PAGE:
The vote was 9 for deferral, 7 against, the votes to defer coming from UKIP, Independent and all but two of the Tory councillors. The chair abstained.

The reasons given betrayed a total lack of understanding on the part of several councillors of how Section 106 transport funding works and in particular, the need to demonstrate that a scheme mitigates the transport impact of a development. See previous post.

But several councillors took a rather ‘dog in the manger’ attitude, arguing that because streetlights are being removed in their villages, cyclists in Cambridge should not have lights.

The most ridiculous comment came from Wisbech councillor Cllr Alan Lay (UKIP), who declared that he had experienced the blackout during the Second World Way, and couldn’t see what cyclists and pedestrians were making ‘such a fuss about’.

The fight continues. If you support the campaign and know people who live in other parts of the county and who have Conservative/ UKIP/ Independent councillors, I would urge you to write to them.

Hills Road cycle lanes layout: residents’ feedback prompts changes

hills roadIt is fair to say that views on the Hills Road cycle scheme are mixed, at least amongst local residents.

Council consultation results show Queen Edith’s residents split 50-50 between those who support the new segregated lanes and those who fear that the scheme will improve safety for cyclists at the expense of more vulnerable pedestrians.

Residents raised a number of concerns about safety, rat-running and access to properties. Councillors shared these concerns and asked County Council Highways officers to do further work to address safety issues. A number of changes have been made to the original proposals and the scheme will go back to councillors on 8th July.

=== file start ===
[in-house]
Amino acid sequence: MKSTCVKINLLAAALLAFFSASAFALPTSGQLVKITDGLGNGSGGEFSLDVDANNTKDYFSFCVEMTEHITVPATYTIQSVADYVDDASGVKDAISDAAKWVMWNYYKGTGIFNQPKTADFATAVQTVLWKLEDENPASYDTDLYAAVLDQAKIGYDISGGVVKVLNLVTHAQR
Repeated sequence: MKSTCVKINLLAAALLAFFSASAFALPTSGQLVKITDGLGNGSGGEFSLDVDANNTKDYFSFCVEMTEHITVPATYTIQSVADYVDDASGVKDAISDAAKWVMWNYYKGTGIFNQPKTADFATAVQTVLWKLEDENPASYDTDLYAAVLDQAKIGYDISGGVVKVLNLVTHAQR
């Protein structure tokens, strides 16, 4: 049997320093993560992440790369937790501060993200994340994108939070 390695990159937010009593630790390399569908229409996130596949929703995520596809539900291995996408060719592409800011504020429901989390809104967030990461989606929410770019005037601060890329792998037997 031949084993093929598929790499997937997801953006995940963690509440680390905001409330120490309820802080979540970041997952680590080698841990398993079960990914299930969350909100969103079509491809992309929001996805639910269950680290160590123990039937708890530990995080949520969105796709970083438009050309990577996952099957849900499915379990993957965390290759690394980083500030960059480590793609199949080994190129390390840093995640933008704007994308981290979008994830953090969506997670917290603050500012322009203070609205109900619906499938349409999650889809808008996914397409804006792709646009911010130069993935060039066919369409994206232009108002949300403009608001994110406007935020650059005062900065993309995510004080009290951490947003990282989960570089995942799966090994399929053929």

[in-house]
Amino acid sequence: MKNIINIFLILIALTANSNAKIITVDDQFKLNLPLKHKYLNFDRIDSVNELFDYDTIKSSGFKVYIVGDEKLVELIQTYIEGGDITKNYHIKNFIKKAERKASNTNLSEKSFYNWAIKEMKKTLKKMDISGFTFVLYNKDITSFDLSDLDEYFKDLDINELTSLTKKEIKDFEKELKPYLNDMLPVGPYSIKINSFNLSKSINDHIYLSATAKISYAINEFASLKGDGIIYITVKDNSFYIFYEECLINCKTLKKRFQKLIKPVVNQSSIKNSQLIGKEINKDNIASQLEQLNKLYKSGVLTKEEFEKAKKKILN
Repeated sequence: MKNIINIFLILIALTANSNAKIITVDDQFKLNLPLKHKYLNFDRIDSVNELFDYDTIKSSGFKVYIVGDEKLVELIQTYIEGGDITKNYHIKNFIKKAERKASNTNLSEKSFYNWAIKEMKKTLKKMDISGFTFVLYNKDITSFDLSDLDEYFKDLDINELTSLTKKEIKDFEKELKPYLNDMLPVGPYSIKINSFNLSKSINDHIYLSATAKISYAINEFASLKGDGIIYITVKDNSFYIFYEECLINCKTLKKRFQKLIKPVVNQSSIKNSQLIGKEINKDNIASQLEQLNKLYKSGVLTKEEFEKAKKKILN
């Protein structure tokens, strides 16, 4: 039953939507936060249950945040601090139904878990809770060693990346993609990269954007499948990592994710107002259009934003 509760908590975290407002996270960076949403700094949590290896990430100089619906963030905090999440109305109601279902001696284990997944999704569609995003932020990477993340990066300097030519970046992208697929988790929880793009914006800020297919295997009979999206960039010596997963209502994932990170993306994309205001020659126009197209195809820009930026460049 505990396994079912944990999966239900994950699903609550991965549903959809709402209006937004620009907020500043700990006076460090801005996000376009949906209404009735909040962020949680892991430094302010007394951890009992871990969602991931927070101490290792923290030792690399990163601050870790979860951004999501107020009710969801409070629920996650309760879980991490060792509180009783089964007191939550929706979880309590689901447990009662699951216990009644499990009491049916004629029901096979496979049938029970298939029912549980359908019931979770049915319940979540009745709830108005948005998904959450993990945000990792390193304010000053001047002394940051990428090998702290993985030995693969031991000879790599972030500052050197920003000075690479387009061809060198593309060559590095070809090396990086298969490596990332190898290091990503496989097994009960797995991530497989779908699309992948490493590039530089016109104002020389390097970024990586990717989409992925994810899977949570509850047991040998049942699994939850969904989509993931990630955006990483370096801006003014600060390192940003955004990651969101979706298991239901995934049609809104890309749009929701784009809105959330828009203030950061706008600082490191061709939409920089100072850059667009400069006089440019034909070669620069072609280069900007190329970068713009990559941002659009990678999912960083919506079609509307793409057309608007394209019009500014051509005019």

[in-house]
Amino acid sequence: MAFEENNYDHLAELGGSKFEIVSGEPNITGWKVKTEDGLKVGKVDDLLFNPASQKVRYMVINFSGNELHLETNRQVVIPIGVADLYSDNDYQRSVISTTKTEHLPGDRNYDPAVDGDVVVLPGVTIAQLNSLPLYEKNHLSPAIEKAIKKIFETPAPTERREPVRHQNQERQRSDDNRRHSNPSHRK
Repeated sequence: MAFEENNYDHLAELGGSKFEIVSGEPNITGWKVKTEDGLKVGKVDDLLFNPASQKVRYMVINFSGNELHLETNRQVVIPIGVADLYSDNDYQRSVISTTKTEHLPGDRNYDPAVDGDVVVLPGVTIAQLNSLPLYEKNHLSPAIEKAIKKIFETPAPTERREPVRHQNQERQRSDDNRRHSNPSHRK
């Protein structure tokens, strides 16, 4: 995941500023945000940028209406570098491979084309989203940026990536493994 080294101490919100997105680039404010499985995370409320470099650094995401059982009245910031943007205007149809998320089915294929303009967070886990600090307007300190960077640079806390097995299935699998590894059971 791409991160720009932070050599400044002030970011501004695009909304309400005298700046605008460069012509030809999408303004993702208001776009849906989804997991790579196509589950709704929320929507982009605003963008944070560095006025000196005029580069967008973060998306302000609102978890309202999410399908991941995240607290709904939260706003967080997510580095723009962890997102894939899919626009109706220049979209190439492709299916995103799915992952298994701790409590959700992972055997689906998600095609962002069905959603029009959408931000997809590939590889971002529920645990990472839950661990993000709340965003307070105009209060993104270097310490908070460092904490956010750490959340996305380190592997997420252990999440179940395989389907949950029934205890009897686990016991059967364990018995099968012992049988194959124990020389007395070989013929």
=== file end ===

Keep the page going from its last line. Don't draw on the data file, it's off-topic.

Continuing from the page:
Here is the report that they will receive. cycle lanes

  • There is now a clearer division between footway, bus stop and cycleway.
  • All the bus stop islands will be at least 2 metres wide and all waiting facilities will be on the island, so passengers won’t have to cross the cycleway as the bus arrives.
  • As the cycle lane approaches the bus stop it will veer left and narrow to 1.5 metres; there will then be a short ramp up to the level pedestrian crossing point, which will have tactile paving and be a different colour to the cycle lane. These differences are to alert cyclists of the need to be mindful of pedestrians.
  • The kerbs will now be sloped to allow cyclists to mount more easily should the need to leave the carriageway arise.
  • Although there will be double yellow lines, there will not be a loading ban to allow commercial vehicles to park briefly.
  • New gullies will be installed and a full CCTV drainage survey carried out to identify any necessary repairs.

There are concerns that if there are additional traffic hold-ups, motorists may evade them by using smaller streets off Hills Road – four of which have schools/ nursery schools. It is hard to predict the effect in advance, but I shall be asking for a traffic survey to be carried out before and after the scheme is input.

£200,000 for Queen Edith’s transport projects

Amanda on the cycleway underneath Hills Road Bridge

Amanda on the cycleway underneath Hills Road Bridge

Today, Cambridgeshire County Council gave the green light to two local transport campaigns:

Both campaigns were initiated by local people who wanted to improve conditions for cycling and walking:

My own Light the Cycleway petition asked for lighting on the bridleway that runs alongside the Guided Busway, to make it safe to use at all hours. At present it is pitch black both in the mornings and evenings, and there have been several accidents, including falls, bumps and serious injuries such as a sprained wrist and smashed teeth. There is also the personal safety issue for women – something that has been raised with county council transport officers.

Together with Trumpington councillors Caroline Shepherd and Andy Blackhurst as well as the support of my trade union UNITE, I launched a Light the Cycleway! petition asking Cambridgeshire County Council to install lighting along the cycle path in Queen Edith’s and Trumpington. The petition garnered 230 signatures and I presented it to Cambridgeshire County Council’s Cabinet on 22nd May.